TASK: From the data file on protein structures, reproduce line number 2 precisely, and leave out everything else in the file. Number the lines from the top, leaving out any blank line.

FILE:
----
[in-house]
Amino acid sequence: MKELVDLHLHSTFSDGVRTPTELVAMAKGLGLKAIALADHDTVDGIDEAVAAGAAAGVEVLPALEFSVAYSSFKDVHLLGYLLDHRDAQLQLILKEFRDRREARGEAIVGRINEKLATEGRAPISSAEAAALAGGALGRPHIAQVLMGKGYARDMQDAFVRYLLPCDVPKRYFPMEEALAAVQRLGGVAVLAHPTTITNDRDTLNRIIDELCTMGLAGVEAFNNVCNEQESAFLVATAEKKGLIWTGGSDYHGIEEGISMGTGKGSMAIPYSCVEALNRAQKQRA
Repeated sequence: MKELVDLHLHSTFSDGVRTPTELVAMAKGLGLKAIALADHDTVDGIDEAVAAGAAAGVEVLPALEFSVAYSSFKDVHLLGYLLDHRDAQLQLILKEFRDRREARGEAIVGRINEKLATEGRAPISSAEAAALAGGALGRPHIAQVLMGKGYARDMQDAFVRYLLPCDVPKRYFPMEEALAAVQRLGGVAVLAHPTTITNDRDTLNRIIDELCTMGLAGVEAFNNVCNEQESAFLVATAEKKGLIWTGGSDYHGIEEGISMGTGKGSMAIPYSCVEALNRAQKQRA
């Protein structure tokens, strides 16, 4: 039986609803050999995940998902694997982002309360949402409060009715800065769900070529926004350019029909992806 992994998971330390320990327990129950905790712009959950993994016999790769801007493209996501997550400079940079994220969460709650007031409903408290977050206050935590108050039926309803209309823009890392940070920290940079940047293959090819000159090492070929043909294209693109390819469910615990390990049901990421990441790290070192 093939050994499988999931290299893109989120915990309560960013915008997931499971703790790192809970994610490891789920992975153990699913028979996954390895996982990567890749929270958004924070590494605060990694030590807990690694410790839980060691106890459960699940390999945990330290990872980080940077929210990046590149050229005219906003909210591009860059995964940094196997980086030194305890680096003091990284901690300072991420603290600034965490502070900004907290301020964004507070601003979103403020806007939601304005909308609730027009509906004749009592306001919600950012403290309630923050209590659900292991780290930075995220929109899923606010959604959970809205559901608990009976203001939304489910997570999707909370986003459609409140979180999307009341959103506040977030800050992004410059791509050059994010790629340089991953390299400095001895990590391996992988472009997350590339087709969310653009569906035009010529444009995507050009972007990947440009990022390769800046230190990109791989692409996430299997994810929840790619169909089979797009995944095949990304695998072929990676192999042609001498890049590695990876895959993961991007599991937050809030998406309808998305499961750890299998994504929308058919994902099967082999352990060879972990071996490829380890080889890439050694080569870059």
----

Amino acid sequence: MKELVDLHLHSTFSDGVRTPTELVAMAKGLGLKAIALADHDTVDGIDEAVAAGAAAGVEVLPALEFSVAYSSFKDVHLLGYLLDHRDAQLQLILKEFRDRREARGEAIVGRINEKLATEGRAPISSAEAAALAGGALGRPHIAQVLMGKGYARDMQDAFVRYLLPCDVPKRYFPMEEALAAVQRLGGVAVLAHPTTITNDRDTLNRIIDELCTMGLAGVEAFNNVCNEQESAFLVATAEKKGLIWTGGSDYHGIEEGISMGTGKGSMAIPYSCVEALNRAQKQRA